Asus Strix GTX 960 DirectCU II
Playing on the frequency headroom available to the GTX 960, Nvidia has opted not to put forth a reference design and instead hands partners the initiative in creating customised and factory-overclocked boards. The first under our radar is the Asus Strix GTX 960 DirectCU II.
Asus graphics cards typically command a price premium and the GTX 960 DirectCU II is no exception, with launch-day pricing in the UK set to start at around £190. That figure will make this one of the costliest GTX 960s available, and it puts Asus's card squarely in the crosshairs of the Radeon R9 280X and R9 285, both of which can be found for £175 if you shop around.
There will be cheaper GTX 960s from rival manufacturers - OC cards are expected to start from £160 - but with Asus you're paying extra for top-notch build quality from a well-known brand. True to form, the DirectCU II feels sturdy and well put together throughout, though the owl-turned-transformer aesthetic is a little peculiar.
Measuring 215mm x 121mm x 41mm in size, Asus's board adopts a tall dual-slot form factor and tips the scales at just 600g. We can see that the cooler overhangs the underlying PCB by a good distance, which suggests that smaller GTX 960s are certainly a possibility.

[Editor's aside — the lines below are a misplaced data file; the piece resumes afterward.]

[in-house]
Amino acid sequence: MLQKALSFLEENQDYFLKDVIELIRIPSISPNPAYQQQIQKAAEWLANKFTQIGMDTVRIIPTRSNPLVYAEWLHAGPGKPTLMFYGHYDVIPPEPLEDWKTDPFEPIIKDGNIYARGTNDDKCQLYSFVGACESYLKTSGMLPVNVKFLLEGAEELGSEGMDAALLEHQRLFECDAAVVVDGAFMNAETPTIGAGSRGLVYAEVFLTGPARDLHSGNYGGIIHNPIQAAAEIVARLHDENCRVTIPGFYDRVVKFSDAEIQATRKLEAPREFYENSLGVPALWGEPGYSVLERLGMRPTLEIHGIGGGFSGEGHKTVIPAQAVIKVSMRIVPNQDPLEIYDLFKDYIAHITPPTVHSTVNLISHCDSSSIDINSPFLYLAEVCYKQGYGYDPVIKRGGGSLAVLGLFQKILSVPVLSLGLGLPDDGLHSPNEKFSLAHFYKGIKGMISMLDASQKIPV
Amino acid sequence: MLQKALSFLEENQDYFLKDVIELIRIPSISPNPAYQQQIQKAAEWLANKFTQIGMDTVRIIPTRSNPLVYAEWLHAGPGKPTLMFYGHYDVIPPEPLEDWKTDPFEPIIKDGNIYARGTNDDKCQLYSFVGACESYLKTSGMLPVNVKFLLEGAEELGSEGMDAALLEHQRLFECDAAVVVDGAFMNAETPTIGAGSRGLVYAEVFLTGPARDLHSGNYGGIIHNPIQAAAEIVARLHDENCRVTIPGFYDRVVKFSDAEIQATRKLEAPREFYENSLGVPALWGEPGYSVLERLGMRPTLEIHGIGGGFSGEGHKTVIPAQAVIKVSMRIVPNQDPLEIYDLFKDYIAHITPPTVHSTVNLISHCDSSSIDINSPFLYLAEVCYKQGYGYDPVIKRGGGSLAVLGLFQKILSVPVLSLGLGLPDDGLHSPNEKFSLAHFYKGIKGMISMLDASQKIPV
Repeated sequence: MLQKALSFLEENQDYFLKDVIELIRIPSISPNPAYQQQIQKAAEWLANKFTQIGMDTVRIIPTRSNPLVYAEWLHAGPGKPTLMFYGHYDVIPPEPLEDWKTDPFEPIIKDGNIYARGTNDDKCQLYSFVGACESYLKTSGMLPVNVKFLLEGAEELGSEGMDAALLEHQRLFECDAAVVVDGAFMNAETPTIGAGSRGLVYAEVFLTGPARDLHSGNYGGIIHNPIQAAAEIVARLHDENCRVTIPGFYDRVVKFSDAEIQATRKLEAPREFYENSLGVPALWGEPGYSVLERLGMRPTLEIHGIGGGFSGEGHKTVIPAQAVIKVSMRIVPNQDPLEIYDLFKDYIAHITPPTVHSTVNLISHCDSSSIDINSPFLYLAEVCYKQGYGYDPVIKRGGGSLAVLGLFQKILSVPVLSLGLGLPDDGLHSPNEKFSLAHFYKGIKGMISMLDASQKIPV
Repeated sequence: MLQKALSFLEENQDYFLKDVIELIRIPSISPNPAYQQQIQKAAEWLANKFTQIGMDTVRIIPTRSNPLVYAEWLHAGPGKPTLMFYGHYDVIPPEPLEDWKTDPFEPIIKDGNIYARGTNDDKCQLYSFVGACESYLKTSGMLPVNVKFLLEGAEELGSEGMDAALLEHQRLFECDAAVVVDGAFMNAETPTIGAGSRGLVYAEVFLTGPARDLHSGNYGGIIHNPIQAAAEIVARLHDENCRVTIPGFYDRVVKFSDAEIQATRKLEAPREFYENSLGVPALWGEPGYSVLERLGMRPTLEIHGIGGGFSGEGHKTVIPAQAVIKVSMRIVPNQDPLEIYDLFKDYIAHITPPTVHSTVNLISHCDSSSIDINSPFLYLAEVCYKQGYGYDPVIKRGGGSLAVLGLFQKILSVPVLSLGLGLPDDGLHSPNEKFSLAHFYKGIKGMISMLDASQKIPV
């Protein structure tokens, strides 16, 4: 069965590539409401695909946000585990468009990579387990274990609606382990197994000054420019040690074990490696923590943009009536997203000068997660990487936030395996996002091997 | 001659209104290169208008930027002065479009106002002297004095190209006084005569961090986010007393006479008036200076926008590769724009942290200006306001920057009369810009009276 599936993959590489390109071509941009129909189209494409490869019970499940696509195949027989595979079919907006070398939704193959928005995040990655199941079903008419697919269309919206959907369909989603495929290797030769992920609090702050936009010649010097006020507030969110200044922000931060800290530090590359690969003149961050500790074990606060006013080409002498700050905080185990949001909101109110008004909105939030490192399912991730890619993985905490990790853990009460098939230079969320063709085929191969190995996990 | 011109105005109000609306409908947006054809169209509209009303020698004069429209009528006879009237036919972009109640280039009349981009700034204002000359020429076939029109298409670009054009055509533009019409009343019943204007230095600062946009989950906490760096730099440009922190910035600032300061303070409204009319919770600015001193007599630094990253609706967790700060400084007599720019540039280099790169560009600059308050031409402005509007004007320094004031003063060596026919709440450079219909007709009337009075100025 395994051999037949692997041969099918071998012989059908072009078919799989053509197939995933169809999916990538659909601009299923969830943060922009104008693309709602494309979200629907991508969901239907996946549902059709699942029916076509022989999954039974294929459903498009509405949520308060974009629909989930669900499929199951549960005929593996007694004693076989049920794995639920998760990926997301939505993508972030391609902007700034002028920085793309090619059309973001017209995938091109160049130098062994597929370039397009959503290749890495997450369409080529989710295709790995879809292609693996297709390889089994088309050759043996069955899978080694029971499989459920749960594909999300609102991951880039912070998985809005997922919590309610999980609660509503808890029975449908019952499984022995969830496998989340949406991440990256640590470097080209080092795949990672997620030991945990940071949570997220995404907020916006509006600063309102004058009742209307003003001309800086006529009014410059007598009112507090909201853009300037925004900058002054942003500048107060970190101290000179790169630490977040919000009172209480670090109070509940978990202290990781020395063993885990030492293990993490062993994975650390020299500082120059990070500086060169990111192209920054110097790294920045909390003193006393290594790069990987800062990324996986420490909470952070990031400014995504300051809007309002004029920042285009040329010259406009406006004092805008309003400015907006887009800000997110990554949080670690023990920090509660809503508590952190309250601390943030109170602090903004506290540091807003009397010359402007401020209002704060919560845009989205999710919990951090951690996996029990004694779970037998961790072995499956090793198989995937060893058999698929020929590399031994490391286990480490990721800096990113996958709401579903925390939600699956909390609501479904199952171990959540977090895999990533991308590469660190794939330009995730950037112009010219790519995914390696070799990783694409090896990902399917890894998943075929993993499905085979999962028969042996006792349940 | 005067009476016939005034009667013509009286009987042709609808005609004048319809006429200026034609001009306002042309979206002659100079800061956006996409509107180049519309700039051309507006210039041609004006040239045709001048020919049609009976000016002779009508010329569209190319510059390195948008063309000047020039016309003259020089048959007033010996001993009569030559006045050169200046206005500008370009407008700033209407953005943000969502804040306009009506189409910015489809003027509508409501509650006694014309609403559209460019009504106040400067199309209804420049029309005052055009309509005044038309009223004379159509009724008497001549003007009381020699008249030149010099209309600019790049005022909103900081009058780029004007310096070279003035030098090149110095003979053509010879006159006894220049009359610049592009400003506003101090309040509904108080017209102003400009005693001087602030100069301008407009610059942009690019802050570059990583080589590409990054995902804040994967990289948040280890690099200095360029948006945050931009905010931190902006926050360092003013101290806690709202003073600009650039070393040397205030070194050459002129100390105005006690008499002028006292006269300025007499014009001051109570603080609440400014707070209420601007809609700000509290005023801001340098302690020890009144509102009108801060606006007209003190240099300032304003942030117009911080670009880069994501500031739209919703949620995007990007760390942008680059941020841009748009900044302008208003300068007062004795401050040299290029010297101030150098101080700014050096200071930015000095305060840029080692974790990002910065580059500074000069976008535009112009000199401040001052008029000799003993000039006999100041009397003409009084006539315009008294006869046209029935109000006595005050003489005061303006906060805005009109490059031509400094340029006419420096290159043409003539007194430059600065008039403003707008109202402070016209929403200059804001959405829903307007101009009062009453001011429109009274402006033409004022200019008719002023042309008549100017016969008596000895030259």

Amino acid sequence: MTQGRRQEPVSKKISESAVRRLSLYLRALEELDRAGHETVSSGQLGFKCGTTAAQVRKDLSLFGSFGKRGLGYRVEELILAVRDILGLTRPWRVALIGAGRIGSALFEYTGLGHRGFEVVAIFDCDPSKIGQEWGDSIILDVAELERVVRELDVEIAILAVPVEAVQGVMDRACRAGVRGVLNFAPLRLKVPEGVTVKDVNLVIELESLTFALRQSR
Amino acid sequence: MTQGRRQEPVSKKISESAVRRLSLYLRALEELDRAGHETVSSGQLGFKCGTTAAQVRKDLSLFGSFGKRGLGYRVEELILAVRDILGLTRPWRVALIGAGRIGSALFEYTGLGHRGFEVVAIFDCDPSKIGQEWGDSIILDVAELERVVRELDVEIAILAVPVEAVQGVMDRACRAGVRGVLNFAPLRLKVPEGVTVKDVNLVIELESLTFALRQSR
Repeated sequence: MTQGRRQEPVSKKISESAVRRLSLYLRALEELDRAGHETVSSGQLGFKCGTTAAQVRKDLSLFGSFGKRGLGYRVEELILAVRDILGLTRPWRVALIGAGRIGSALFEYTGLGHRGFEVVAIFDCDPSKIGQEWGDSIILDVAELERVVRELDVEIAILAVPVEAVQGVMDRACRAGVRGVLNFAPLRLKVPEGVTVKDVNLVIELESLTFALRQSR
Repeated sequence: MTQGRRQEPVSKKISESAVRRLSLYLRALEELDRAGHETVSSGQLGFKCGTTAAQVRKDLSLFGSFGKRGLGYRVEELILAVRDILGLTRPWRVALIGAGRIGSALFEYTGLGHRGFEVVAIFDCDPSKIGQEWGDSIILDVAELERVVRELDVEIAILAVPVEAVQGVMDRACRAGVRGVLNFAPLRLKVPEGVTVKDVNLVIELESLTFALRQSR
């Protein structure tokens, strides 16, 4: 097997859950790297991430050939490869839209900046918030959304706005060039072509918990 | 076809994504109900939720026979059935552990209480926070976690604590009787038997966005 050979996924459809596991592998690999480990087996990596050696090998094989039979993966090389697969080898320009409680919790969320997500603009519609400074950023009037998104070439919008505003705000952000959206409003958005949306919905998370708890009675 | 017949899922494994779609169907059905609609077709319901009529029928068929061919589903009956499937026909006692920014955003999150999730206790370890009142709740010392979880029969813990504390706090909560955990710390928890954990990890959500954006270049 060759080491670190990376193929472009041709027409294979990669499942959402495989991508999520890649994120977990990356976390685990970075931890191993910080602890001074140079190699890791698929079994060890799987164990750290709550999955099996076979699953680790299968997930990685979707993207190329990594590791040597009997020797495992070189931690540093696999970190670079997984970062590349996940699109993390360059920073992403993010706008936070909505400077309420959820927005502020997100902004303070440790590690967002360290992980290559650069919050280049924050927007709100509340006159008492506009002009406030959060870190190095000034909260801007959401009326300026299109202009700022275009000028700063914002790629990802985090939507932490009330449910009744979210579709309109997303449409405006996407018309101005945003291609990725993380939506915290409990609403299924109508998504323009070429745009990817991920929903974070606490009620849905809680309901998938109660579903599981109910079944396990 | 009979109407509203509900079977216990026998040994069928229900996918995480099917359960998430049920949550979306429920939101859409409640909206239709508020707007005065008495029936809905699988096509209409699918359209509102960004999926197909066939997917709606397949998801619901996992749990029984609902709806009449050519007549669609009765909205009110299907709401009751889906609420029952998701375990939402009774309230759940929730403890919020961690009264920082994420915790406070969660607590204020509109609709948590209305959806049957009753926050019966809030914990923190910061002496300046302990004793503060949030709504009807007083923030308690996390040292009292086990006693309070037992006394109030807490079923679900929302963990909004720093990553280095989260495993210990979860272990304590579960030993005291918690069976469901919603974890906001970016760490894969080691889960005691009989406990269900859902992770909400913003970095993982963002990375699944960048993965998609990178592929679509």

Asus is more interested in keeping down temperatures and noise levels, and has made use of a dual-fan configuration outfitted with a large aluminium heatsink and four good-sized heatpipes. Overkill for a 120W GPU? In a way, yes, but the DirectCU II's heat dissipation capabilities allow the fans to remain switched off until core temp reaches 50ºC. The card is silent until that point, further bolstering its HTPC credentials.
A reversed six-pin PCIe connector is accompanied by red and white LEDs to indicate whether or not the power cable is properly attached, and there's a single SLI finger for two-way GTX 960 configurations. Has GM206 got what it takes to handle higher resolutions when two cards are paired together? That remains to be seen but we'll have the answers soon in a forthcoming SLI review.
Getting back to the DirectCU II, we like the fact that Asus has included a backplate as standard, and under the hood there's a five-phase, super-alloy power delivery system that touts "buzz-free operation," a longer lifespan and better overclocking potential.
Speaking of which, how adventurous is Asus's factory overclock? Right out of the box, base and boost clocks are raised to 1,253MHz and 1,317MHz, respectively, representing on average an 11.5 per cent increase over Nvidia's reference clocks. A very healthy gain, and Asus has also taken the time to ramp-up memory from the reference 7,012MHz to an effective 7,200MHz on the DirectCU II.
In keeping with many of Nvidia's recent designs, five display outputs are provided as standard. These include DVI, HDMI 2.0 and a trio of DisplayPort 1.2, and any four can be used concurrently.
From an implementation perspective, Asus has ticked all the right boxes. The DirectCU II feels like a quality product, it's overclocked on both core and memory, it has the right outputs, needs only a single six-pin power cable and should run extremely quiet. Now on to the important bit: performance.